Not too long ago, someone called me out the blue. When I answered, I expected them to ask for some kind of favor. I thought to myself, "I bet they're gonna ask for something by the end of this conversation."
Instead, they just wanted to see how I was doing. How my family was doing. If I needed any help. I remember being really short with them, brushing off the casual conversation because they're not the type to pick up the phone. I kept trying to rush them off the phone and it seemed like they just weren't getting the hint. I found myself trying to come up with excuses to cut the conversation short. I could have just hung up, but I didn't. Before I knew it, we talked for the entirety of my lunch break. And it was refreshing.
They did ask for a favor...to call more often.
When we did finally end our call, I felt incredibly guilty for being so suspicious of their motives. It was counterproductive to underestimate their compassion and concern for my well-being.
Perhaps because self-care has been so elusive lately. Between doctor's visits, staring at two computer screens, long commutes, and other obligations; I couldn't make room for it.
It isn't uncommon for me to ask myself, "What are you doing to take care of yourself?"
And it would seem that self-care was becoming more theoretical than practical.
Then my close friends started to hold me accountable. They'd echo that question, "what are you doing to take care of yourself" in the most maternal tone. So sternly, yet caring, that it tasted like a room-temperature bottle of Dasani water.
I could hardly drink their accountability and tried to power through my days with a high-functioning numbness. Finally, I checked out. I stopped returning phone calls, text messages, and social media posts. They saw right through it and empathized with the toll it was beginning to take on me. They persisted.
So I gave in and something amazing happened.
They offered to cook meals for my family, making sure I ate. They helped me run errands so I didn't get overwhelmed. They'd visit my mom in the hospital, sitting with her when I was too tired to commute. They'd treat me to foot massages and pedicures, just to get me out the house. They'd pick up medication so I wouldn't have to burn the cheap gas I put in my car.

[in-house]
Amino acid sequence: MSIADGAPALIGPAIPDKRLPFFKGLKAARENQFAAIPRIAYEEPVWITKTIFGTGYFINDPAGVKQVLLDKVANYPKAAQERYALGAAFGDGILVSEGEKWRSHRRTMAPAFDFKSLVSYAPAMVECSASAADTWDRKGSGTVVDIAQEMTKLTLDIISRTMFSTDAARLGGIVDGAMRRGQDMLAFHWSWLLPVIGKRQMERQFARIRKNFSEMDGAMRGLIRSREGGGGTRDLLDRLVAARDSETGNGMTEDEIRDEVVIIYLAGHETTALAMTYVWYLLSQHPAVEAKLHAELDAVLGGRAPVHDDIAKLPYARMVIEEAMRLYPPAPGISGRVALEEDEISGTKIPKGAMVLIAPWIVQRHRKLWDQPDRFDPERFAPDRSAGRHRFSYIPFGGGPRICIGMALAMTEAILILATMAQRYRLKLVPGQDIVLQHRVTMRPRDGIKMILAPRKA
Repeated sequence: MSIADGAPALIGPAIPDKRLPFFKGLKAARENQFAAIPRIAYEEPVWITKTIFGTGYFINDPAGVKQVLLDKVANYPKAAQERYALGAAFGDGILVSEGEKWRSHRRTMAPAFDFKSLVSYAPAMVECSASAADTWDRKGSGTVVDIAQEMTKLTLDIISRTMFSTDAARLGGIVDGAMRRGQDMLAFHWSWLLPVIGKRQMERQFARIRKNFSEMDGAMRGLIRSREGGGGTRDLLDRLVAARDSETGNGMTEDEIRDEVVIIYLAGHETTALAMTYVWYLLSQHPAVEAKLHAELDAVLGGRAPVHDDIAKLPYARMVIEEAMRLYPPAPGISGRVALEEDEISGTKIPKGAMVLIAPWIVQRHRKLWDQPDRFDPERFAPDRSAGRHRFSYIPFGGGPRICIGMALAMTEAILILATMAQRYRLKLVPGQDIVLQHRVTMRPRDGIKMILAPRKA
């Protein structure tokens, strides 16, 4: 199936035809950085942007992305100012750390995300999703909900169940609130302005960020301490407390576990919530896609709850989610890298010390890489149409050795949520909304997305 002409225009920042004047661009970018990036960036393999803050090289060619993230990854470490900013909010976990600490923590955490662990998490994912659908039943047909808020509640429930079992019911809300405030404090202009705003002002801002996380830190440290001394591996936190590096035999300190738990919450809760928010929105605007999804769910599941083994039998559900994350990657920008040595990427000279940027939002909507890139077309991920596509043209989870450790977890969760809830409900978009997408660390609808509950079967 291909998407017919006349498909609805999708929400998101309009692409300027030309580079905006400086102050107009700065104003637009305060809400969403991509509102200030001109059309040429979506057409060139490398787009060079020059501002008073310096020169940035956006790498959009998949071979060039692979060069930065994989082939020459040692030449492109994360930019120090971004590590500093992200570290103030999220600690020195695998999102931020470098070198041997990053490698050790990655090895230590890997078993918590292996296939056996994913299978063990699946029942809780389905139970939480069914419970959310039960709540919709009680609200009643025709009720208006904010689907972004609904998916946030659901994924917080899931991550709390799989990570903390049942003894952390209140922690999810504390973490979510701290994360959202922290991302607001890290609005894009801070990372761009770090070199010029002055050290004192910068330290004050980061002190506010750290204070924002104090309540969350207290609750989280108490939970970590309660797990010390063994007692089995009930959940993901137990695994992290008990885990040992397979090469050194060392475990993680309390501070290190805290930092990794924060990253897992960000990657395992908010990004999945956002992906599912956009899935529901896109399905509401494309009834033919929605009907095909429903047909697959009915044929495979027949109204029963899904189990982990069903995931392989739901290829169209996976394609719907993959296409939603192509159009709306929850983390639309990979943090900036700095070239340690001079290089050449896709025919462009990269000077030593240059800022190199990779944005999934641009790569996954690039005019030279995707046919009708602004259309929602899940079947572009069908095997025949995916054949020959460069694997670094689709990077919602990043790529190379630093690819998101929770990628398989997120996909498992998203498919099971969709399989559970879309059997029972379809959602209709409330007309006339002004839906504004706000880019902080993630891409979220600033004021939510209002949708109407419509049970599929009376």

Then I noticed that life stopped feeling heavy.
They showed up in a way that I could not show up for myself. They filled in the gaps where I lost capacity so that I could give my family a fuller experience.
I was and continue to be overwhelmed by the support I realized I have. In rejecting their expression of love, I was rejecting the idea that I was deserving of it, to begin with.
My tribe was a safety net, a support system, but more importantly the clearest mirrors of how I was treating myself and others. When I saw accountability's reflection, I saw that I rejected the love I love to give. I needed to let my friends show up for me so that I could show up for myself and my family.
There are people advocating for my wellness. I owed them my best effort to be my best self. I had to allow them to love me so that I could love myself.
So even though it is hard, it feels heavy, don’t take your network of love and support for granted. Let them love up on you. Let them call you out when you check out, let them call you up so you can be elevated as Life Architect Stephanie Fuentes once said.
Being a Sagittarius is a beautiful hypocrisy. As much as I love to communicate, I suck at communication.That's probably why I need people to be explicitly clear so I don't misinterpret their words and actions.
But now people were spelling out clearly that I am loved so that I could love and share my gifts in return.
So take the time you need for growth and healing. FULL STOP. But do not shut out people who only want to elevate you. I learned that your gatherers will not let you go unwatered too long without tending to your soil.